[Devel] [Users] Feedback needed on "Findings and Recommendations Prepared For Zimbra Management"

Quanah Gibson-Mount quanah at symas.com
Mon Mar 13 21:29:13 CET 2017

Just to follow up on this a little more, now that I have a few more minutes 

I've often seen VMware given lots of credit as an example of when Zimbra 
was "great".  Also, a lot of references to the ZCS 7 series and how good it 
was (which it was).  But I'd like to dig in a little beyond the appearance 
that people saw from the outside so that people can understand what was 
going on behind the scenes.

When Zimbra was bought by Yahoo!, they left Zimbra virtually intact, and 
(thankfully) did not try to merge us into Yahoo! Mail.  They primarily 
wanted some of the technology Zimbra had to integrate into their mail 
project, and to try their hands at being an exclusive hosting provider for 
some Zimbra customers.  That hosting project was an utter disaster, and 
ended up being shut down.  However, what Yahoo! did that was smart, was 
generally leave Zimbra alone as far as development and product directoin 
were concerned and left the original team in place.  This allowed the 
generally uninterrupted development of Zimbra to continue along the path 
chosen by those who knew the most about it.

At the time VMware purchased Zimbra (January 2010), GNR (The ZCS 6 series) 
had already been pushed into its own development branch, and scoping for 
ZCS7 was underway.  VMware initially also left Zimbra fairly well alone, 
and didn't alter the plans for ZCS7 in much of a significant way.  Where 
VMware made a huge push was on ZCS 8, with the introduction of the new 
(horrible) UI, a push to integrate Zimbra with their Horizon project, etc. 
After EMC installed a new CEO at VMware, things went particularly south for 
Zimbra as a whole.  In my opinion, the only thing VMware particularly 
deserves credit for is not breaking Zimbra up and selling off the pieces, 
which was their plan until Telligent bought us.  And even that was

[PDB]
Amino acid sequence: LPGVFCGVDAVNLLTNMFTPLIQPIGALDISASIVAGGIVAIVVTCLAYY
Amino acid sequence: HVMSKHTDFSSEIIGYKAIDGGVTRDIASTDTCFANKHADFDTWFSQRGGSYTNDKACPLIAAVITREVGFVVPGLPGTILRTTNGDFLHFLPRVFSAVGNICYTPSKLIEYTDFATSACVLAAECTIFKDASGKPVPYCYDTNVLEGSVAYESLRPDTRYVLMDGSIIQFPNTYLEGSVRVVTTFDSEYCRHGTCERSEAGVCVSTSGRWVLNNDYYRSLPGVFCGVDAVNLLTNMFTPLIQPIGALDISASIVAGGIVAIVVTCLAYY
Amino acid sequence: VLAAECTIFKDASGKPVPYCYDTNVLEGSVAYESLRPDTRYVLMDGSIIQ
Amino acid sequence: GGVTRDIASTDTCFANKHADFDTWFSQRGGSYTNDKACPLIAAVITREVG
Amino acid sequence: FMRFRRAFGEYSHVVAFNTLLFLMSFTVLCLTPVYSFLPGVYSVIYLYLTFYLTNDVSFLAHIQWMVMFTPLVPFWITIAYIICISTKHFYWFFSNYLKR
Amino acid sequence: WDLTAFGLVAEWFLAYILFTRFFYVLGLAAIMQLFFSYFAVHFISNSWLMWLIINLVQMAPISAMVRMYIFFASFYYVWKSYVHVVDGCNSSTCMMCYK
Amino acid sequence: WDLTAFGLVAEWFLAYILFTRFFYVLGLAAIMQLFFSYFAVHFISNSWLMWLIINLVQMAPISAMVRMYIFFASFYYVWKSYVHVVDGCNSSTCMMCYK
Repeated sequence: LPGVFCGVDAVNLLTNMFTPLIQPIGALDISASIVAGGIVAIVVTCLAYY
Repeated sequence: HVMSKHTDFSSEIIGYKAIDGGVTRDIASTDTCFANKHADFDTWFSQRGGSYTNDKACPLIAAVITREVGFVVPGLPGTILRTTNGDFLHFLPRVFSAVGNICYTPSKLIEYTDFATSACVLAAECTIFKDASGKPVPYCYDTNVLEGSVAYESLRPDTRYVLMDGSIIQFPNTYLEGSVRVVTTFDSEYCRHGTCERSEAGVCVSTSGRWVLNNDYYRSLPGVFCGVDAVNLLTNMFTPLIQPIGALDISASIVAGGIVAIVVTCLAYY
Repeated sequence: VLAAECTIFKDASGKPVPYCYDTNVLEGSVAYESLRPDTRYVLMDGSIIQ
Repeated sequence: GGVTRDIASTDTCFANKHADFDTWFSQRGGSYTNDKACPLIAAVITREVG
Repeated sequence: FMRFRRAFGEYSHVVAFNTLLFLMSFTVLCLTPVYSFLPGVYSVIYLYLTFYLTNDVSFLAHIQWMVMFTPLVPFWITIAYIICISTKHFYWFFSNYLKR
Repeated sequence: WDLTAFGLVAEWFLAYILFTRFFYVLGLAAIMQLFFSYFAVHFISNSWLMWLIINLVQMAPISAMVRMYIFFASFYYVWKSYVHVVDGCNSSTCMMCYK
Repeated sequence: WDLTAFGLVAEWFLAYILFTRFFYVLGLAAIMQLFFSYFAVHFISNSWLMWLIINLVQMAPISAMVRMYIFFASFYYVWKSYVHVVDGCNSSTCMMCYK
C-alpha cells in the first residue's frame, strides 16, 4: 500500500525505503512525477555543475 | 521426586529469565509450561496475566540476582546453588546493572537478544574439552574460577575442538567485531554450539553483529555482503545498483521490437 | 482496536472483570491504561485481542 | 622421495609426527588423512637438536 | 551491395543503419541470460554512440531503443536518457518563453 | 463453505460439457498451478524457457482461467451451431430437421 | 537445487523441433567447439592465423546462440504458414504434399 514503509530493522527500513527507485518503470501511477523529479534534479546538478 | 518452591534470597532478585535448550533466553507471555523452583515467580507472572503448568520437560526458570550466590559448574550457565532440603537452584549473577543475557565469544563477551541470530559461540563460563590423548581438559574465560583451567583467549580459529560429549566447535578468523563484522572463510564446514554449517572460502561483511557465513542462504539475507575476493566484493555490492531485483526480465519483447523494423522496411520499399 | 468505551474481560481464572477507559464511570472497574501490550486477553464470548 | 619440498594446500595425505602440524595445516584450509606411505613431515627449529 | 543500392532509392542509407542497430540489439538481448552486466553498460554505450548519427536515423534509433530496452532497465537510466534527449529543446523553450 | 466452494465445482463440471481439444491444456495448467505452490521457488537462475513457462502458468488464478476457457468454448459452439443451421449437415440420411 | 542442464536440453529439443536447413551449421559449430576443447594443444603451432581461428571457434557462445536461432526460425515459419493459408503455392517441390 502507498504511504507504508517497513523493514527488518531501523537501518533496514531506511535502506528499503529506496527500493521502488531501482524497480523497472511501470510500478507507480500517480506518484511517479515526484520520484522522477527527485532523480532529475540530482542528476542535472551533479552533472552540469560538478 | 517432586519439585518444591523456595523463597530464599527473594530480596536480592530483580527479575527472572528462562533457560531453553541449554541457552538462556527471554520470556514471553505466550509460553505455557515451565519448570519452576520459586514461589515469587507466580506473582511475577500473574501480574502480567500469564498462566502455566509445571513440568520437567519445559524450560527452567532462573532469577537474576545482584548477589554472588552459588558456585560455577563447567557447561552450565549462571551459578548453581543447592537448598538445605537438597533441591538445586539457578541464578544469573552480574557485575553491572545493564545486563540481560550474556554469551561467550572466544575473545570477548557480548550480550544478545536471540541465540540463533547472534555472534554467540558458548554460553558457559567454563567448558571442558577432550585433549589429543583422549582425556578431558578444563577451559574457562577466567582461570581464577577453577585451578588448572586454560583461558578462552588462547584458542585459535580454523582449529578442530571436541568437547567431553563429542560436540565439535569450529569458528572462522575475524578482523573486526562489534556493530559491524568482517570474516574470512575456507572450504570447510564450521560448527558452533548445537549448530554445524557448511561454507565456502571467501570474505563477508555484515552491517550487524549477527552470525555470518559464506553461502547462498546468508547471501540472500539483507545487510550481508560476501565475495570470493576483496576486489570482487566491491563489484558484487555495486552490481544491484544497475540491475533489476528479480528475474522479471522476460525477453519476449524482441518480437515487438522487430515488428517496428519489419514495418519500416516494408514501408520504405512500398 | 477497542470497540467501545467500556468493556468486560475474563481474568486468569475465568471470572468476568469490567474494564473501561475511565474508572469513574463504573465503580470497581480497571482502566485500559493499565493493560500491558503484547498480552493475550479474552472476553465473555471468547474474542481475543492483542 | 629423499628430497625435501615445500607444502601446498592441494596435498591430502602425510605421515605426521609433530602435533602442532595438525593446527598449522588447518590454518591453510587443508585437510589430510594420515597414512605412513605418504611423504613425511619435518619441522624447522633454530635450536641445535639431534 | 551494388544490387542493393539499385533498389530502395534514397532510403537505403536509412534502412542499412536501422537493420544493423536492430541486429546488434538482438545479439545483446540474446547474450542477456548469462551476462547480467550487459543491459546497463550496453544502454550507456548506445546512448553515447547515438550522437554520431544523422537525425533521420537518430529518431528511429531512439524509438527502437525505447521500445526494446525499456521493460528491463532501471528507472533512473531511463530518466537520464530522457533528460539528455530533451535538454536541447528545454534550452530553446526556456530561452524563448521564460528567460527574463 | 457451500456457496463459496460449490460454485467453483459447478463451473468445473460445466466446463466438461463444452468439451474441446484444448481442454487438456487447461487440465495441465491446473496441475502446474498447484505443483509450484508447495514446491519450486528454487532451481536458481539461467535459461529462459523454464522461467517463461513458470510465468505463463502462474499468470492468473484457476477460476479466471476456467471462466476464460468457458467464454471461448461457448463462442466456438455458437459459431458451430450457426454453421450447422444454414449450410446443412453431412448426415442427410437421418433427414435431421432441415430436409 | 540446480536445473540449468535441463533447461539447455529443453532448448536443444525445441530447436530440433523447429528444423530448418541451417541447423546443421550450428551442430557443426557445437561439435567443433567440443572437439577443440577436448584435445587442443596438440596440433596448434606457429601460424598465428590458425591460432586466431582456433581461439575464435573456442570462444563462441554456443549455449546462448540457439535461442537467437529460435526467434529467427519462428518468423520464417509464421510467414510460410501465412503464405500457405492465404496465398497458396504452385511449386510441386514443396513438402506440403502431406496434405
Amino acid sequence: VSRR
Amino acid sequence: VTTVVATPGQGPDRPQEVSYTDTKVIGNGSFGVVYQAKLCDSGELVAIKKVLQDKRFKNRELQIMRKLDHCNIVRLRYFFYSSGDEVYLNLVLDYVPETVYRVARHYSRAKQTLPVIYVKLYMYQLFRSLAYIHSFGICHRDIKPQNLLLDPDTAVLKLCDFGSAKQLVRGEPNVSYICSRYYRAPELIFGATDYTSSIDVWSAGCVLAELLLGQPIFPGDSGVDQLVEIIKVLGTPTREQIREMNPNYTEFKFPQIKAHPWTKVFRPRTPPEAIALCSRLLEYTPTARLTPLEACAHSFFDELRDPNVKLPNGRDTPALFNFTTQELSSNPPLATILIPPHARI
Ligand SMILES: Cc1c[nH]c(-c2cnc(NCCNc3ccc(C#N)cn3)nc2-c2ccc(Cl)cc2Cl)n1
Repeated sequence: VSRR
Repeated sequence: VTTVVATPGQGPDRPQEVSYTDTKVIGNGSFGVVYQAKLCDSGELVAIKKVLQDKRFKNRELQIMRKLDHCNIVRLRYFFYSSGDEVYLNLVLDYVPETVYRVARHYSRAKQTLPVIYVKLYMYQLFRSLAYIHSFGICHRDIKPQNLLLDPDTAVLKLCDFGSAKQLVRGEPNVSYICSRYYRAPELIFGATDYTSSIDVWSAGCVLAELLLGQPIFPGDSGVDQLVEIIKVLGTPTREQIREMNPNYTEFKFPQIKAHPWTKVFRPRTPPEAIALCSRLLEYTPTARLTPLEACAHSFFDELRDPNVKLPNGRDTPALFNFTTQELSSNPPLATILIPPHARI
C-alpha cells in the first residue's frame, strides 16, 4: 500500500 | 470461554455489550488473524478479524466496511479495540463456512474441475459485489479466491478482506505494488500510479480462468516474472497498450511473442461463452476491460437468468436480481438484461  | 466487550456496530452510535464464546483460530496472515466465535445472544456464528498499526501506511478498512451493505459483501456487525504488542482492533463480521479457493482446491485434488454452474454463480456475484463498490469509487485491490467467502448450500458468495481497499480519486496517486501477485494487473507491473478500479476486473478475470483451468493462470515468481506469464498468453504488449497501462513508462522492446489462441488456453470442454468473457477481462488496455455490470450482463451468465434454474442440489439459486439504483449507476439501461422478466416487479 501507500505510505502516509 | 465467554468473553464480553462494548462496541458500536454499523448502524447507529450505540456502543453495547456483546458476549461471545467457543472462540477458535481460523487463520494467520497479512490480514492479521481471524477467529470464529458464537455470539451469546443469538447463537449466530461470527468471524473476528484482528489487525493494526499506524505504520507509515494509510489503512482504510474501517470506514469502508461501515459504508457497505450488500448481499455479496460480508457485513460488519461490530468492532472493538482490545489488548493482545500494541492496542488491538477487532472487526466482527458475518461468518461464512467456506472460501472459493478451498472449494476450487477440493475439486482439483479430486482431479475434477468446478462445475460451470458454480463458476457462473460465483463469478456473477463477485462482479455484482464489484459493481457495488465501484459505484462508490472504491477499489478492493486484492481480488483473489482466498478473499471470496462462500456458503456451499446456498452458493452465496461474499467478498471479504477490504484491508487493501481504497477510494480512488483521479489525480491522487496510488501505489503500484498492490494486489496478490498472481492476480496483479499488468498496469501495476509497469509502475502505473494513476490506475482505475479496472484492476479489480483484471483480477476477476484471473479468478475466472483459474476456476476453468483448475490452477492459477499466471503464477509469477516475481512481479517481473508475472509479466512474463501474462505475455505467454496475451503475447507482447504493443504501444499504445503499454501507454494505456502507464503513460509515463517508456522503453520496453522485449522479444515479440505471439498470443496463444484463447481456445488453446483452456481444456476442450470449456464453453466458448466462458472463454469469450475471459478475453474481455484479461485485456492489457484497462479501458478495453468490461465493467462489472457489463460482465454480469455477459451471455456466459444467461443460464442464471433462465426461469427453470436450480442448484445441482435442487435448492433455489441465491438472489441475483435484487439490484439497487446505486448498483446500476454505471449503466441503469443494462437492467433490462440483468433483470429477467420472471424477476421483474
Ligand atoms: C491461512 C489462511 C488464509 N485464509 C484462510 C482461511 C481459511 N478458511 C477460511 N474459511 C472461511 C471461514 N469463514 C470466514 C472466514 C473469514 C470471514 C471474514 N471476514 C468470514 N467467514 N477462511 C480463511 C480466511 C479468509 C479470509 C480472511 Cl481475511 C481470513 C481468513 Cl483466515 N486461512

accidental, because Telligent had no idea what it was bidding on at the 
time (They thought they were bidding on Socialcast).  That was after, of 
course, VMware laid off the majority of people working on Zimbra.  My 
particular team went from 5 people to 1 (me), and most all of the other 
teams were similarly impacted.  We also lost a lot of people due to 
VMware's lack of vision and inability to listen to people who actually knew 
the market.  It's quite a shame to think on what might of been.  But in the 
end, we all have to live with what the end result has been.

In any case, please don't ever credit VMware for anything positive about 
Zimbra, unless you want to say "At least they didn't entirely kill it". ;)


--On Friday, March 10, 2017 10:44 AM -0800 Quanah Gibson-Mount 
<quanah at symas.com> wrote:

> VMware was primarily responsible for working hard on the utter
> destruction of Zimbra.  It's decision to lay off nearly 90% of the
> original developers was the start of the decline.  It's failure to listen
> to Kevin H and other developers on an exciting new idea is why Microsoft
> has Accompli (now outlook mobile).  I wouldn't give VMware credit for
> anything positive.
> --Quanah


Quanah Gibson-Mount
Product Architect
Symas Corporation
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